ORIGINAL RESEARCH article
Differences in the Offensive and Defensive Actions of the Goalkeepers at Women’s FIFA World Cup 2011
- 1Department of Physical Activity and Sport, Faculty of Sport Science, Regional Campus of International Excellence “Campus Mare Nostrum”, University of Murcia, Murcia, Spain
- 2Department of Social Sciences Applied to Sport, Physical Activity and Leisure, Faculty of Sciences for Physical Activity and Sport (INEF), Polytechnic University of Madrid, Madrid, Spain
- 3Department of Health, Exercise Science and Sport Management, University of Wisconsin-Parkside, Kenosha, WI, United States
The aim of this study was to analyze the technical and tactical offensive and defensive actions of the goalkeepers and to determine the relationship between these actions and the qualifying results of their respective teams. The sample studied is made up of the goalkeepers (n = 20) of the senior national teams that participated in the FIFA Women’s World Cup in Germany 2011. A descriptive analysis was developed comparing the offensive and defensive actions in competition carried out by the goalkeepers on qualified teams (pass the group stage) with the goalkeepers on unclassified teams (not pass the group stage). For the inter-group comparison, the value of the coefficient of variation was incorporated and the effect size calculated. All data were treated with a statistical significance level of p < 0.05. The results show that the goalkeepers on qualified teams have higher offensive registers, as well as a higher number of passes successfully completed in different areas of the field. The goalkeepers on unclassified teams show higher defensive records such as saves inside the area, foot stops and wrong clearances among others.
The number of scientific investigations on women’s football specific to the topics of player characteristics and demands of the game has considerably increased in recent years due to the increased popularity of the women’s game worldwide, although they are not yet as numerous as in the case of men’s football (Martínez-Lagunas et al., 2014). However, most of the published studies have been focused on the physiological and physical attributes of female footballers, which appear to condition the way the team plays and performs during games and competition (Gabbett and Mulvey, 2008; Mohr et al., 2008).
The analysis of competition is currently a key process for improving the performance of football teams in matches and training (Carling et al., 2005; Sarmento et al., 2014). This analysis of the competition pretends to identify the strengths of the own or rival team and to have information more adequate to the complexity of collective sports (Carling et al., 2008; Agras et al., 2016). To this end, a variety of performance indicators are proposed, which are a combination of variables that help to achieve sporting success (Hughes and Bartlett, 2002; Mackenzie and Cushion, 2013). These indicators constitute an ideal profile that can be used to predict future behavior in a sporting activity (O’Donoghue, 2005). The comparative analysis over time of the performance profiles of the winning teams reveals how the styles of play evolve and identifies those variables (such as possession of the ball or blank shots) that are considered the most important in today’s football (Castellano et al., 2012; Sarmento et al., 2014).
In football, the characteristics of the players, the tactics, the rhythm of the game and play at home or abroad are the most important factors in the performance (Yamanaka et al., 1993; Bangsbo et al., 2006; Taylor et al., 2010). Hughes and Franks (2005) compared the performance of successful and unsuccessful teams at the 1990 FIFA World Cup, finding greater possession and more shots on goal from successful teams. Several studies have found differences in the individual and collective technical and tactical patterns of the teams with the highest sports performance (Yang et al., 2018). In this line, Folgado et al. (2015) point to the level of tactical development, the pace of play and player fatigue as determining factors in performance. In this way, the specific position of the player affects the technical, tactical and physiological performance of the players in competition (Reilly, 1997; Di Salvo et al., 2008). Studies have found large differences in the physiological efforts and play actions of different specific positions in football (Rienzi et al., 2000; Di Salvo et al., 2008).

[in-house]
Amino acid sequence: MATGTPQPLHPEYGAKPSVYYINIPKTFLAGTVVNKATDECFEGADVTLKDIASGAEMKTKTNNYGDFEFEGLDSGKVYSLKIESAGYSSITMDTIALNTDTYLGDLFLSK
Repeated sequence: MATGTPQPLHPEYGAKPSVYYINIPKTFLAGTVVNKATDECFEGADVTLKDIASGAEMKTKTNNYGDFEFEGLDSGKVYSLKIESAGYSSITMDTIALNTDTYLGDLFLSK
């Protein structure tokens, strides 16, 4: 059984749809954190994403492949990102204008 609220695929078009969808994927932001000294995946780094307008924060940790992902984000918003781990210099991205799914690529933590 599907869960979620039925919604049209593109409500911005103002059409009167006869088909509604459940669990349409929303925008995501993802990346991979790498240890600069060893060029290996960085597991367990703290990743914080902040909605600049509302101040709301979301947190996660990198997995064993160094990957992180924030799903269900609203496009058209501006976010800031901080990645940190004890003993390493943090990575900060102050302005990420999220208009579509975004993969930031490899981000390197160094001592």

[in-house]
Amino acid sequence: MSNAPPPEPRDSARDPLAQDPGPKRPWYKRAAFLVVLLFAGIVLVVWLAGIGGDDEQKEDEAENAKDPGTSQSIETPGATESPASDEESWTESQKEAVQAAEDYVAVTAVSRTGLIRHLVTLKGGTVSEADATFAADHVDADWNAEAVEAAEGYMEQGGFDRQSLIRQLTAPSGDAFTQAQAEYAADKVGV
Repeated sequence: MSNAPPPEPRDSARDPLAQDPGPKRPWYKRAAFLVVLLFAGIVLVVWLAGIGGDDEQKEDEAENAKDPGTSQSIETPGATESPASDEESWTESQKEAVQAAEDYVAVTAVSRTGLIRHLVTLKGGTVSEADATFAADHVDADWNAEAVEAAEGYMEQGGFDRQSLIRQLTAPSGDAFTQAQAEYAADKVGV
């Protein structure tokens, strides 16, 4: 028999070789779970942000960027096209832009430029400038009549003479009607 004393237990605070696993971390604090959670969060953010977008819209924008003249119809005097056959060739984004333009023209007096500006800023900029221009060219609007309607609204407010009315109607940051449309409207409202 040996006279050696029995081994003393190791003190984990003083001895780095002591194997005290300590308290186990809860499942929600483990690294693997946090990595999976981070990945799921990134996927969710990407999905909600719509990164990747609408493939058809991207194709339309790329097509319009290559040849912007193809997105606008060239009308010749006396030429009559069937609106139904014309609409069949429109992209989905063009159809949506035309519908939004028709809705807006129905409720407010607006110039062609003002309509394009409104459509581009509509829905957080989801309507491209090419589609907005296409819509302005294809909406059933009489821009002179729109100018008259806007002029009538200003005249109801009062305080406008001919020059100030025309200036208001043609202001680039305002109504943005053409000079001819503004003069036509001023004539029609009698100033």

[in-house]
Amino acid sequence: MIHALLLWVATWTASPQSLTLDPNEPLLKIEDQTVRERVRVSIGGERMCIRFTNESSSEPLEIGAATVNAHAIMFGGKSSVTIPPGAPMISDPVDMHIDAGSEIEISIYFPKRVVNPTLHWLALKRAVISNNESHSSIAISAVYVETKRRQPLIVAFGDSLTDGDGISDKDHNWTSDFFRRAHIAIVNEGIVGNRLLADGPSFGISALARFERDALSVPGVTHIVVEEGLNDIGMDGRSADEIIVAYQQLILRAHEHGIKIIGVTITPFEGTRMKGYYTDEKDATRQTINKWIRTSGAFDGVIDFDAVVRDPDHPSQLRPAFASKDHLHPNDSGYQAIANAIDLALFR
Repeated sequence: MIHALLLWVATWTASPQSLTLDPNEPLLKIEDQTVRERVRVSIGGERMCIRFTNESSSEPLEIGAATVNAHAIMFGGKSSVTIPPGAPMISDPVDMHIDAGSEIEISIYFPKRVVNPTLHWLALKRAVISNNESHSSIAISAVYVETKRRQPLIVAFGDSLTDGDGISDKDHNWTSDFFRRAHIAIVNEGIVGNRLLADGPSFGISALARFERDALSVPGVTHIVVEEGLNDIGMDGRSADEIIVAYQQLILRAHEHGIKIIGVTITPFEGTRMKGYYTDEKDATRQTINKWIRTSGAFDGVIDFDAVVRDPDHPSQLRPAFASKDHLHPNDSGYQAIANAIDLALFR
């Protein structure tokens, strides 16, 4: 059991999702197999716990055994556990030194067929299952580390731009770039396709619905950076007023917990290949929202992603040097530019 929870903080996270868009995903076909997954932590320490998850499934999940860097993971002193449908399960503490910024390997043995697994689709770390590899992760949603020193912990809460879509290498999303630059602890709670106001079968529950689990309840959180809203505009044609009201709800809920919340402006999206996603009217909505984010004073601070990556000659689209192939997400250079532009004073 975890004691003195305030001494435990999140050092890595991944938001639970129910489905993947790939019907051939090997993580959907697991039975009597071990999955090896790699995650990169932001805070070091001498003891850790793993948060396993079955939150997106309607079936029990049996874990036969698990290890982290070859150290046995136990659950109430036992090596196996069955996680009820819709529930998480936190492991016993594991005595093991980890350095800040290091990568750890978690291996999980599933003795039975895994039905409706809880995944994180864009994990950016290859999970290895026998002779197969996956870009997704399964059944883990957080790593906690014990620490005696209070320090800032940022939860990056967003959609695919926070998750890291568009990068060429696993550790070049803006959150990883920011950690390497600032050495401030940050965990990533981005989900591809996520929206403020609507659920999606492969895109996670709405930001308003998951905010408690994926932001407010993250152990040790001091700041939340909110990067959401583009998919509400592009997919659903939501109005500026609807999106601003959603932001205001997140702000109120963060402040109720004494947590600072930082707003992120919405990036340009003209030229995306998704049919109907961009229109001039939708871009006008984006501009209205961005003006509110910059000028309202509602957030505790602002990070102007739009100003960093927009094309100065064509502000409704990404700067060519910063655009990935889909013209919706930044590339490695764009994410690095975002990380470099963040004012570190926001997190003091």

A few studies have focused on match analysis of women’s football. Soroka and Bergier (2010) studied the characteristics of attack and defense actions to win or lose in women’s football. Hewitt et al. (2014) reported a different game activity between higher and lower ranked teams in women’s football. Pollard and Gómez (2014) analyzed the advantage of playing at home in the European women’s leagues, comparing them to the men’s leagues, concluding that the advantage is greater in the men’s leagues. On the other hand, Ibañez et al. (2018) reported a different game activity between higher and lower ranked teams in women’s football. However, the studies have not specifically analyzed the characteristics of the goalkeeper’s actions and their impact on the team performance.
The goalkeeper is the most specialized position in football. The goalkeeper’s primary role in soccer is to protect his/her team’s goal, whilst a secondary purpose lies in ball distribution during the initiation of an attack. As the objective of football is to out-score the opposition, it stands to reason that the demands placed upon goalkeepers have the potential to directly influence the outcome of a match (Seaton and Campos, 2011). Indeed, as the only players permitted to legally handle the ball (when inside the penalty area) whilst the game is “live,” their positional role is not akin to that of other outfield playing positions (Van Der Kamp, 2006; Di Salvo et al., 2008; Fariña et al., 2013; Almeida et al., 2016).